James Poulos’ “Human, Forever”: An Excerpt
Panic, despair, desperation, overriding hunger for one something vast enough to master the everything that now swarms our world beyond human measure: these feelings are understandable. They are the essence of what we take to be the catastrophic attitude — and in our ‘Western’ civilization, the philosophy of catastrophe is of a piece with the eschatological temper of our religious sensibility. In other words, Western reason has characteristically led us in the same direction as its purported opposite, revelation, toward an ever more complete account of the end times.
Some would say that, if true, this is the fault of religion. Some consider it irrational to say there is truth in poetry or insist the miraculous exists. Yet revelation is ultimately a philosophical concept, the abstract category of ‘that which is disclosed to us’. Our words apocalypse and detective derive respectively from Greek and Latin terms whose roots have the identical meaning of to uncover. Untethered from worldly and human nature, the logic of reason must insist that reason alone is sufficient not just to uncover everything concealed but to lay bare the true or rational meanings of coveredness and uncoveredness.
What’s more, reason must demonstrate the reasonableness of an expectation that it can eventually ‘deliver the goods’ on its claim to sole competence in defining all about what it is to be covered and uncovered, and all about how, tied only to our untethered reason, we must stand in relation to covering and uncovering. Inevitably, such a demonstration can only make good on such an expectation by perpetual explanation — forever accounting for how it is that all can, and will only be, uncovered through the instrument of unaided and independent reason. On that account, the infinity of probity will actually culminate, much sooner rather than later, in a crescendo of singularity, in the simultaneous onrush and arrival of everything.
Apocalypse, therefore, is good; but because detectives, constrained by the limits of inductive reasoning, cannot bring it about, the ultimate power and authority to do so emanates only from the experts who best can create the best explanations. “We have been trying to see,” said the founding computer theorist Alan Turing, “how far it is possible to eliminate intuition, and leave only ingenuity. We do not mind how much ingenuity is required, and therefore assume it to be available in unlimited supply.” As Stewart Brand told John Brockman, “we are as gods,” so we “have to get good at it” lest the weight of our all-too-human catastrophe will catch up with us and crash down upon us. Optimizing for divinity becomes the height of responsibility; emergency becomes the ultimate authority. Suddenly the imminent threat of catastrophe sounds like the best thing that has ever happened to us…
And it’s true, the Greek roots of katastrophe don’t spell complete disaster; but, instead, less ‘apocalyptically’, they refer to no more than a sudden overturning of what was. By the end of the Middle Ages, this sense was refined to mean the consummation of a story’s plot through an unexpected stroke of reversal. In other words, the ‘end time’ revealed that the logic leading to it was only ‘rational’ in light of what the logic itself could not disclose. We know this disclosure at its most unnatural as the deus ex machina. More deft variations still depend on the rational planning of the human author. Yet unlike even the best or most natural of stories, human life has no, and needs no, knowable point of end. Nor, strictly speaking, is there any rational or religious basis to conclude that we should live as if an unknowable ‘end time’ might occur at any imminent moment: living properly or well is its own justification, whatever the measure of the just. Preparation for responsibility is preparation for judgment — this is the implication of every rite of passage for those who would come of age.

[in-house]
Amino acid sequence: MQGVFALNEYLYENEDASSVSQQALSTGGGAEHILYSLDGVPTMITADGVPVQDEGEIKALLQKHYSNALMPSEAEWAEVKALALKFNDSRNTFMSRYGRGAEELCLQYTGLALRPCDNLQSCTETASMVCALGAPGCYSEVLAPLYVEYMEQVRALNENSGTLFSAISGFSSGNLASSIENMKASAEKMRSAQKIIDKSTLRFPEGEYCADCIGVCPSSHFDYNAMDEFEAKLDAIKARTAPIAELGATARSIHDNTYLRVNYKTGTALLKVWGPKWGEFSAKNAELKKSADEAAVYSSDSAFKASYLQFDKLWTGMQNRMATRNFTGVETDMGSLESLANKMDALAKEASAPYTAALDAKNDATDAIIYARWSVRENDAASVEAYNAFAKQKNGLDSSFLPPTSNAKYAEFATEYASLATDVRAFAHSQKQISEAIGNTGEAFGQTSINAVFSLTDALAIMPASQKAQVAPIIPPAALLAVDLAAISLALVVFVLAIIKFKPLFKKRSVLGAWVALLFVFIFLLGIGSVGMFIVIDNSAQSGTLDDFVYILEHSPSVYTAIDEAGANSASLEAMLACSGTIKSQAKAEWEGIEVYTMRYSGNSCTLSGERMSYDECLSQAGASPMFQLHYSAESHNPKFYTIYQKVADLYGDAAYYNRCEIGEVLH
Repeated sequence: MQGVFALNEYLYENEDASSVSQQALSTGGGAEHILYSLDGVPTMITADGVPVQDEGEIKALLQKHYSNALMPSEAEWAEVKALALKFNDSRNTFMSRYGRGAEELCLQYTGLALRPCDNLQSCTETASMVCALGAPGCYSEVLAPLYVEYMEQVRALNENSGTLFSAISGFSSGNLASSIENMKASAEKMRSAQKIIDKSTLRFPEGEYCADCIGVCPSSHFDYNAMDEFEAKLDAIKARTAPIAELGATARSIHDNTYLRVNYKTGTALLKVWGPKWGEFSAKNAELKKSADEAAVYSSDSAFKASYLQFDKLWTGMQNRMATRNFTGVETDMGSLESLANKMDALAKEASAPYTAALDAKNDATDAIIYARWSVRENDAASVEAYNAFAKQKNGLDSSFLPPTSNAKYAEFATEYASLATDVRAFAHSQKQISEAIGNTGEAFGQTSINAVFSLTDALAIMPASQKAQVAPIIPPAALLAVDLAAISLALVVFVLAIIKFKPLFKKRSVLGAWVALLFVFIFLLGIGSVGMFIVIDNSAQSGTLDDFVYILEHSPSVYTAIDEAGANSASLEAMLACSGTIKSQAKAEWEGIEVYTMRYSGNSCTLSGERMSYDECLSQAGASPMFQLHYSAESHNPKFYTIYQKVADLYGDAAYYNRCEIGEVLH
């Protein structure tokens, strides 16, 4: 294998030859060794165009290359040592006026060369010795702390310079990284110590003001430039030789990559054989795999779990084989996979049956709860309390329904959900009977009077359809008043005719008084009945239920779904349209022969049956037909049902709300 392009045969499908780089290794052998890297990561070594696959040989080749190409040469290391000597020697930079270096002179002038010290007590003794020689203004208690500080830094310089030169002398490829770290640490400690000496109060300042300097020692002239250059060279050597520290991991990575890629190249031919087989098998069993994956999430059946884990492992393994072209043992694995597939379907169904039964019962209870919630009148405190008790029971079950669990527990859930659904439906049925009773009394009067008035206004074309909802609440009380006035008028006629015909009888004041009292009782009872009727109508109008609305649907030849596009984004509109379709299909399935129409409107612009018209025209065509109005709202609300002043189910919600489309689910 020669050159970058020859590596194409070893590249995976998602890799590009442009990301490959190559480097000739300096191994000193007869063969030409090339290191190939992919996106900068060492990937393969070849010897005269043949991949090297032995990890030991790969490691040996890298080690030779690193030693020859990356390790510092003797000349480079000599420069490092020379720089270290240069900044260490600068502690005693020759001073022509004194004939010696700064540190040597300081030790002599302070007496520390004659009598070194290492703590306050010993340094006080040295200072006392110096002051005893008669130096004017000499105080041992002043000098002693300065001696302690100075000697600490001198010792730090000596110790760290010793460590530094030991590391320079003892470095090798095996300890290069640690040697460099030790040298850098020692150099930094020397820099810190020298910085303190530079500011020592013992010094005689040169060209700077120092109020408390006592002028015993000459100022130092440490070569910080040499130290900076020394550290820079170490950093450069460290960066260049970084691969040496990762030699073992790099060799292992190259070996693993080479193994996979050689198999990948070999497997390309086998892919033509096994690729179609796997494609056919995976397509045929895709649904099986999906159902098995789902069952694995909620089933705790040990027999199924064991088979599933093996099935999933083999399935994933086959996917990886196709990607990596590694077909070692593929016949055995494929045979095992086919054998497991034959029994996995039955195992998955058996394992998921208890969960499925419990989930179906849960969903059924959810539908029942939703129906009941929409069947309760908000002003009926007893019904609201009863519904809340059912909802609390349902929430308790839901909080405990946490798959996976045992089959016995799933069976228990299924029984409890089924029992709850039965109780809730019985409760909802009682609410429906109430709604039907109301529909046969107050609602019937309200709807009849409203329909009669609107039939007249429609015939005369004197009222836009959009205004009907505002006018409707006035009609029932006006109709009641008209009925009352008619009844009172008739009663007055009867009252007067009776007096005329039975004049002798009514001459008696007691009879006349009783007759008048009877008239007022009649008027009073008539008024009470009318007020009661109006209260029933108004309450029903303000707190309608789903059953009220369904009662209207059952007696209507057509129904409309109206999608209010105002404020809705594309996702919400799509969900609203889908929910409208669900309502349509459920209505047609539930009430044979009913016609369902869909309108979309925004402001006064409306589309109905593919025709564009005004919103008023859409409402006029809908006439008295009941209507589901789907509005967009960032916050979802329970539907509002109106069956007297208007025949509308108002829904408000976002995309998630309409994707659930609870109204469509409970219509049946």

The difficulty is that today no single measure of responsibility is sufficiently shared to produce or evaluate preparation in a universal way. The collapse of the pre-digital electric world has shattered the Whole Earth imaginarium crafted by the likes of Brand or John Lennon: even as the dominance of the digital has shown that associations can stretch across the world, it has destroyed the plausibility of a global community. The supremacy of machine memory implemented by the digital swarm makes it technologically impossible for any person or faction to electrically engineer a unified human imagination or consciousness. This simply means that no person or faction can deliver the global us from the digital catastrophe wracking America and the rest of the world. Under digital conditions, any plan for a single figure, movement, organization, or other human entity ‘winning’ world authority and control over the swarm (and us all through it) is delusional. Although our ruling factions may wager everything on their ability to prove their plans to this effect are not only possible but inevitable, it is in vain. The digitized world is irreducibly plural, built only to disenchant their greatest, most desperate dreams.
Nevertheless, some people and factions must fare better than others as the digital age unfolds. Those who best understand that the digital catastrophe has already happened, and who therefore stop trying to manifest electric-age dreams and nightmares of superhumanity or post-humanity, will distinguish themselves amidst the return of profound plurality by their wisdom in matters of making our humanity robust again.
In beginning to sense how the digitized age will produce this kind of leader, we will let go of the ‘generational’ sensibility that practically tyrannized the closing generations of the electric age. It’s true that even not so robust human beings are likely to keep producing new generations. But even now the despair produced by digital disenchantment is enough to make us test that proposition. A general, deterritorialized terror has spread that we no longer remember, and can no longer imagine, any sufficient answers to why our offspring should bother living out their lives, or how exactly they ought to do so.